Changed wind direction brings Karachi’s temperature down | Pakistan Press Foundation (PPF)

Pakistan Press Foundation

Changed wind direction brings Karachi’s temperature down

Pakistan Press Foundation

KARACHI/ISLAMABAD: As the wind direction changed and the sea breeze replaced the dry continental winds from the northwest, the temperature in the metropolis came down to 37.3 degrees Celsius on Thursday as against Wednesday’s 43.2°C.

Responding to Dawn’s queries, a Meteorological department official said the current relatively pleasant weather was going to stay only for a few days.

“From Monday, the mercury will again start rising and cross the 40°C mark,” he added.

The official said the minimum temperature recorded on Thursday was 26.5°C. He further said the relatively cooler sea breeze also increased the humidity, which was 66 per cent in the morning and 55pc in the evening.

“On Friday, the maximum temperature will be around 37°C to 39°C,” he added.

The weatherman explained that the dry continental winds from the northwest (Balochistan), however, kept the temperatures of other cities of Sindh hot.

He said the hottest place in the province on Thursday was Nawabshah where 46.5°C temperature was recorded.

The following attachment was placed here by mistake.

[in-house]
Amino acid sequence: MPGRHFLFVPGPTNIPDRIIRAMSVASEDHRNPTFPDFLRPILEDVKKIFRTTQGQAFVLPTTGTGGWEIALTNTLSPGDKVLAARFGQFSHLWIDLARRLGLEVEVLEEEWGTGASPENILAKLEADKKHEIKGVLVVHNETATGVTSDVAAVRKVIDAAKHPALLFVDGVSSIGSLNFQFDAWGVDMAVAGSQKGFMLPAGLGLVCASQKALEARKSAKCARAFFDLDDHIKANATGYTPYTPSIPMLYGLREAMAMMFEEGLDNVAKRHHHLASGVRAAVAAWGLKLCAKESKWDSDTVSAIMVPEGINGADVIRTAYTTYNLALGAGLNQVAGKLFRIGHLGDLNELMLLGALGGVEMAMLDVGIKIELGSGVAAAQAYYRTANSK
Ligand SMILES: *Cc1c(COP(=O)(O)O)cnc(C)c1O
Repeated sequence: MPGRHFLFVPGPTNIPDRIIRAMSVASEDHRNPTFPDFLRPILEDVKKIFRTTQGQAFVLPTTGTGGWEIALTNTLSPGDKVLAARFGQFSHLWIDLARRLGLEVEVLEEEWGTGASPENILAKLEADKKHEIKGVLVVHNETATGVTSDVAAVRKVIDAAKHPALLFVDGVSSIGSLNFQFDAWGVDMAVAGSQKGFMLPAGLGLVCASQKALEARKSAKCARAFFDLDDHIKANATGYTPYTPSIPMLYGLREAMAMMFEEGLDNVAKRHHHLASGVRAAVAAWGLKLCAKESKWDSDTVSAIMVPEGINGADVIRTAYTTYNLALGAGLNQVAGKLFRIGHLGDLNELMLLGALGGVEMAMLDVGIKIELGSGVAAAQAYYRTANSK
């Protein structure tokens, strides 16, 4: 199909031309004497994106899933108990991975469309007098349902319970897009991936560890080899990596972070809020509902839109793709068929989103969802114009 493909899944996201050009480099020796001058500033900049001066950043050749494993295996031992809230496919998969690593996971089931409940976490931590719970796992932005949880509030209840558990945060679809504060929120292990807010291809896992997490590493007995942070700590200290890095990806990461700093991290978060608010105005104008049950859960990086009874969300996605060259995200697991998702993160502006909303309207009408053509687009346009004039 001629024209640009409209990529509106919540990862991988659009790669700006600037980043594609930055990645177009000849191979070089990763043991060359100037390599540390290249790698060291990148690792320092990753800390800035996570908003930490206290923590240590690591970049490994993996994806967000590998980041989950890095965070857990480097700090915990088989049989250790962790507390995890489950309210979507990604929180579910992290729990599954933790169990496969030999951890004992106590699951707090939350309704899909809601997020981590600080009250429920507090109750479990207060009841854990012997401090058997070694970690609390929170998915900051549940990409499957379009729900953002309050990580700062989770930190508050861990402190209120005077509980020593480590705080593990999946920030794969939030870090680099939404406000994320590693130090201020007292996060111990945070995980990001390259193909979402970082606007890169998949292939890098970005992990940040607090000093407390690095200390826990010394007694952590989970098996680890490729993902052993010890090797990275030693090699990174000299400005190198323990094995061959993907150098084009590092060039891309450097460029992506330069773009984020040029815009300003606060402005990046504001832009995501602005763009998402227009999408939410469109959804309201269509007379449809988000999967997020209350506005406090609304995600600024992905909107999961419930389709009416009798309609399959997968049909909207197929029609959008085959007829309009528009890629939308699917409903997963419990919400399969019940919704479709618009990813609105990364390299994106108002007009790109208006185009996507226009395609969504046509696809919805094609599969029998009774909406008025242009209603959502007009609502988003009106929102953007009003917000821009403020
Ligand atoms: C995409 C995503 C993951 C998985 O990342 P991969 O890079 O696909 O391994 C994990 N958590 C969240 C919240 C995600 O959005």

Some of the other towns where 40-plus temperatures were recorded were: Dadu (45.8°C); Chhor, Jacobabad, Moenjodaro, Padidan, Sukkur (45.5°C); Mithi, Rohri (45°C); Hyderabad (43.5°C) and Badin (43°C).

The Met official said these cities will experience similar weather on Friday.

Cyclone Mekunu

The cyclone which started developing in the Arabian Sea a few days ago pounded the Yemeni island of Socotra on Thursday.

It is now about 1,700 kilometres southwest of Karachi and heading towards Oman’s southern coast near Salalah which it expects to hit Friday evening at a wind speed of 150-160 kilometres per hour.

“Mekunu is likely to intensify during the next 24 hours but none of the areas of Pakistani coast are under threat,” a Met department official said.

Talking to Dawn, Director General Dr Ghulam Rasool said though Karachi was unlikely to be hit by Mekunu, the most serious issue of the metropolis was localised heat generation.

“If you look at the thermal image of Karachi, you will notice it is in red colour,” he maintained.

“There is an urgent need to reduce heat generation and give the city a greener look,” he said.

He suggested that if there was limited space to grow trees in Karachi, plantations should be made in pots on rooftops and in balconies of flats to improve the situation.